So if we're newer to doing this, or if our child is on the younger side, maybe not even verbal, we're going to do a lot more of this sort of 'dialogue' ourselves. We're looking for non-verbal communication to say that we're on the right track with understanding our child's feelings and needs, probably also going to make the whole thing a lot shorter. If our child is older, has a bit more practice with this, we're going to be listening a lot more. When we understand what each of our needs are, we can find strategies that actually meet both of our needs. And when we can do THAT, our child stops resisting. Because if we're helping them to meet their needs, there's nothing to resist. And if they're helping us to meet our needs, then our 'need' for control evaporates. We don't have to control another person to get our needs met. We just have to understand what our needs are. And underneath the strategies that we're trying to use, and what our child's needs are underneath their strategy of refusing to do what we ask, and then we can find a way that meets both of our needs.


Sometimes, yes, your child is going to ask for things that you want to say 'no' to. A lot of the time, those no's are pretty reflexive. We set a limit on their behavior because we've always done it, or we assume that we have to train them for the cold hard world out there, and because we're giving them freaking EVERYTHING already, and how can there be space for US if we say yes to THEM even more? That's what Ben told me right before he started the free Setting Loving (&Effective!) Limits workshop last year. Here's what he said:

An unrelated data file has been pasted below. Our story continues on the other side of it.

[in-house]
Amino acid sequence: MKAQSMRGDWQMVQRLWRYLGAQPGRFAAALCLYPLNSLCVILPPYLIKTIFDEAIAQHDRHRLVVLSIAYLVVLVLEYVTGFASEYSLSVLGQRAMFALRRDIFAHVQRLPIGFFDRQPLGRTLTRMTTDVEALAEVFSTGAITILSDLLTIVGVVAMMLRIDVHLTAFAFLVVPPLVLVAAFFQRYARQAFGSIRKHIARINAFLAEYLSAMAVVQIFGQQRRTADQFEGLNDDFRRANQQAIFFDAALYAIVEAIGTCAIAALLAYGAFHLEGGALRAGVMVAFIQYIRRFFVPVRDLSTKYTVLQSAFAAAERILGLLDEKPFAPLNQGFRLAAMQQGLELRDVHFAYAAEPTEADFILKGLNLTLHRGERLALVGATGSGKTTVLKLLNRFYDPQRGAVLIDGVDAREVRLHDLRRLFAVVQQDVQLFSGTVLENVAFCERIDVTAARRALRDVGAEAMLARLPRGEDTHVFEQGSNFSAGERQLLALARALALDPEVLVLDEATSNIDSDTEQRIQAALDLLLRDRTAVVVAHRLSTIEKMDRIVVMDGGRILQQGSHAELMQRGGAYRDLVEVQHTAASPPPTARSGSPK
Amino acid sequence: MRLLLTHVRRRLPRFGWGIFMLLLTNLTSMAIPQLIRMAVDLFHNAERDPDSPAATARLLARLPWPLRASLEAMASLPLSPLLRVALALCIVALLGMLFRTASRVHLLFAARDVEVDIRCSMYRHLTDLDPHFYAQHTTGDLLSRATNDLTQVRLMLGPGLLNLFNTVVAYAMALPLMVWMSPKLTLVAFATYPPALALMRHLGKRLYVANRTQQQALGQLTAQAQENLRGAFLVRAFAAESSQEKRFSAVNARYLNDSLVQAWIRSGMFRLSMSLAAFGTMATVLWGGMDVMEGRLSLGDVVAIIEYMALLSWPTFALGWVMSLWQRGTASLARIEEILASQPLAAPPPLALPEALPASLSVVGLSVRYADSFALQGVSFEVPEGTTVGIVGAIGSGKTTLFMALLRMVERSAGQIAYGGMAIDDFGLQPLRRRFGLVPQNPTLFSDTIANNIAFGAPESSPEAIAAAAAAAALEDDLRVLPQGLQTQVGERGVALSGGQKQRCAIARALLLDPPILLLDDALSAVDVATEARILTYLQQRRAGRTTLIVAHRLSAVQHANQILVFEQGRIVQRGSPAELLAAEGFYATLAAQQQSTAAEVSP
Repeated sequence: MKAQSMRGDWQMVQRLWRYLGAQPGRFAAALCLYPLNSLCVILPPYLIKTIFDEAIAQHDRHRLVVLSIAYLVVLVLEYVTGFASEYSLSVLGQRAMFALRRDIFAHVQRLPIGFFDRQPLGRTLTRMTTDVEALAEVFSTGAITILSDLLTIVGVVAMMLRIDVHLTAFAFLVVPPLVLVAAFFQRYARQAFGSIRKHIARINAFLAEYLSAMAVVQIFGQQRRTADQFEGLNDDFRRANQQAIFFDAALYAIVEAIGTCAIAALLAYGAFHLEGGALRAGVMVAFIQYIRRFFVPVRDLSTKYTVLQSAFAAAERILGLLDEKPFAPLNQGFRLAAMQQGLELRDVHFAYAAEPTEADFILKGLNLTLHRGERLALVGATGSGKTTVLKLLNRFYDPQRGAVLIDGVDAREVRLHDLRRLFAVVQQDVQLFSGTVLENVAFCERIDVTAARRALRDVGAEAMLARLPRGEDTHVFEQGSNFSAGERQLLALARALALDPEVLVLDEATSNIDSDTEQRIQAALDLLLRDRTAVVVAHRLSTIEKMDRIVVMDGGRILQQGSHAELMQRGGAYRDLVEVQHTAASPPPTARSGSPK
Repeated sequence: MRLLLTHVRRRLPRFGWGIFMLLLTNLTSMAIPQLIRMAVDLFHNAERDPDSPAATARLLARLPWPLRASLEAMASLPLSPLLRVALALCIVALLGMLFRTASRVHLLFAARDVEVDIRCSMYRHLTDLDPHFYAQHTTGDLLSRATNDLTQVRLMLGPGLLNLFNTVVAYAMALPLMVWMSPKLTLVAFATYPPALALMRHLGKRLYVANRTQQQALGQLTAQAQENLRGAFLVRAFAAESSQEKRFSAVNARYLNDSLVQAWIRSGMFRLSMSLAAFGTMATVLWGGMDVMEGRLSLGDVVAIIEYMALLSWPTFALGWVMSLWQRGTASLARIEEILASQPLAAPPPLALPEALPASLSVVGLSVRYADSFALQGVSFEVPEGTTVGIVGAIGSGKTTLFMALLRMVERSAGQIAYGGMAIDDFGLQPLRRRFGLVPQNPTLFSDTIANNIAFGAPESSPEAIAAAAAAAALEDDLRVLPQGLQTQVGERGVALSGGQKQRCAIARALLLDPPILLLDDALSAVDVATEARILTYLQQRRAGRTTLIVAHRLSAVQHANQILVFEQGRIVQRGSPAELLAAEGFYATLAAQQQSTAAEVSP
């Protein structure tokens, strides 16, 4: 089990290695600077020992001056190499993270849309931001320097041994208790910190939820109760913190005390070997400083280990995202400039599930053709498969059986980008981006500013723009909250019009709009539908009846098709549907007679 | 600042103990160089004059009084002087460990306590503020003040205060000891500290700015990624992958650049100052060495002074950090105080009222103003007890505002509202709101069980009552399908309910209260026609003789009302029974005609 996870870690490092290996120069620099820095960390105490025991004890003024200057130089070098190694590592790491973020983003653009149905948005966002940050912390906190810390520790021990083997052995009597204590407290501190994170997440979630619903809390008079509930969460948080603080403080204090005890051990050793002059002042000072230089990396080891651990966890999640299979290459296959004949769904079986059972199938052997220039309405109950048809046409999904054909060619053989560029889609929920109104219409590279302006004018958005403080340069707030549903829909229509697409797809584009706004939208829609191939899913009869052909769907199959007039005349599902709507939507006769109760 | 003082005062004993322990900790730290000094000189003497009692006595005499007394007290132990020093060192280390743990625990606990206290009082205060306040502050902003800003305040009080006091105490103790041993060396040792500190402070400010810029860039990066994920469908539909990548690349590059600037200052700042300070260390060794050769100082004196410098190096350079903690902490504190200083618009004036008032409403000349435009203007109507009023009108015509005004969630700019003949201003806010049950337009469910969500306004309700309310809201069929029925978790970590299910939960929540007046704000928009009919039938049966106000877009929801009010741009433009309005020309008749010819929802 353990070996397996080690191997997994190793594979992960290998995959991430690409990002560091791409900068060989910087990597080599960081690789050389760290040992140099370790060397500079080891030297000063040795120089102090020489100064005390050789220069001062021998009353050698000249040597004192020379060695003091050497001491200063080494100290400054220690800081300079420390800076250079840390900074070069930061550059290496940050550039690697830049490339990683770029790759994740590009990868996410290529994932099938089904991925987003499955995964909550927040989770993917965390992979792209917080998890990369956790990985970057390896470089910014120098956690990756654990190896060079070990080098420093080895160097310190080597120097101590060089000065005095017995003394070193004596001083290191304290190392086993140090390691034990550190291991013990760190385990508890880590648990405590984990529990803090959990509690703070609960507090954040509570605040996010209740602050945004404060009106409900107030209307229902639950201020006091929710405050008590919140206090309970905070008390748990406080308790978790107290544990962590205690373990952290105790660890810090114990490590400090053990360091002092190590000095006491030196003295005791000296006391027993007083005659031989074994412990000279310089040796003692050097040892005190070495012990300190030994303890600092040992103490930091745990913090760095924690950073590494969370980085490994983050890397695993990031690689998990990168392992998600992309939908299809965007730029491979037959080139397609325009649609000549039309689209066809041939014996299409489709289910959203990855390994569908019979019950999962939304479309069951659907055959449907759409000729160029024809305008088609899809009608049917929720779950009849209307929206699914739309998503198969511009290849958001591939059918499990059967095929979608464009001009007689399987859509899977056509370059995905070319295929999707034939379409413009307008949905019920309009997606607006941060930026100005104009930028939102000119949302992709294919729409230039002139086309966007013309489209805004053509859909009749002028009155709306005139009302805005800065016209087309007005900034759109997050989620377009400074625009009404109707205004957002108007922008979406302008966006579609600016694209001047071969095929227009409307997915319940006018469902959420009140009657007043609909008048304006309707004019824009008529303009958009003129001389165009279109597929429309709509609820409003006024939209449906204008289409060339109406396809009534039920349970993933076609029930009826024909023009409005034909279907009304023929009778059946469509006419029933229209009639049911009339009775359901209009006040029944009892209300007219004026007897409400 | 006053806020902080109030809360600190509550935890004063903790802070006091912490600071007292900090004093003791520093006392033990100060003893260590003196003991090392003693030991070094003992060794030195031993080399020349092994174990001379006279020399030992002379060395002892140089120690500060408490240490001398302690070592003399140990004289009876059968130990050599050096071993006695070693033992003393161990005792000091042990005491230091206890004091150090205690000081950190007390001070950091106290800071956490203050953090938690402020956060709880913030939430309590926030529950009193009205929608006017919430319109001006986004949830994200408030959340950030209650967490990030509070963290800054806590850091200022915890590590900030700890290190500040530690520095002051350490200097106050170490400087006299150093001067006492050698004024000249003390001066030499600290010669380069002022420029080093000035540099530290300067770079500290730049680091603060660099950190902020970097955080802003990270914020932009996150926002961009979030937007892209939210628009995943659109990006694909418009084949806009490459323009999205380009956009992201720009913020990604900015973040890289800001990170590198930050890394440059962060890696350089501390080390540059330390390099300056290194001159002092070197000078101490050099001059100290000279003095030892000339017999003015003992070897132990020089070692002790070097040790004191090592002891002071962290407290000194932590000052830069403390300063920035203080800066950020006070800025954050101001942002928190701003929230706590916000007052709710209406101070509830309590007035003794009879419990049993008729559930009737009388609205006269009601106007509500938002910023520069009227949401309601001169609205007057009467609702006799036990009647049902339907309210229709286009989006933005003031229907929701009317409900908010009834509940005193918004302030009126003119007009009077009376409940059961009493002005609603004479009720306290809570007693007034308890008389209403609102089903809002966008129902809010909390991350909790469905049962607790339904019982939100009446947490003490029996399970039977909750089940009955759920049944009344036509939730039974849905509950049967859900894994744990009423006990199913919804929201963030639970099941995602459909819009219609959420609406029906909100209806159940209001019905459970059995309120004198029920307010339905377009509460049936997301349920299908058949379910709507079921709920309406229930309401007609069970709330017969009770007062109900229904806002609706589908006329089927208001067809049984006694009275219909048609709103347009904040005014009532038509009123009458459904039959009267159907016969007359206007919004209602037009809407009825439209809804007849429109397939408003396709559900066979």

Hi, my name is Ben, our current home life is myself as a stay at home parent. My wife working full time with two children, eight and five. Limits appear to be set 1000s of times a day, and consistently broken. I recently been diagnosed with ADHD, inattention something which explains a lot about my past, but possibly also explains a lot about my problems with raising the children. There never seems to be enough for them. I am not an imaginative kind of person. I'm an engineer by education and everything very ins and imaginative play, I just don't understand. But when I try and engage, it doesn't seem to matter how long it goes for. This includes my wife. It's never enough and always ends in tears and complaining. The only peaceful time we get is when we put them in front of the TV. And then when it's time to turn that off, it ends in tears and anger and significant abuse towards us.


So things were not great here on a number of fronts. Whether you're a stay-at-home dad or not, you probably heard a lot in what Ben said that resonates. You're probably setting a LOT of limits on your child's behavior right now. And they're probably not respecting most of them. You might even try offering choices before you set limits, but because you don't know what your child's needs are, they refuse the choices as well. And I'm sure there are some of you out there who LOVE imaginative play, but I don't know that I've ever met one of you. I'm not very good at it either. It can seem like whatever we do for our children is never enough, so how can setting FEWER limits be the answer?


And I should mention that Ben and the other parents I'm quoting in This episode have given me permission to share their words with you. Just a week after I met him, This is what Ben had to say about setting limits: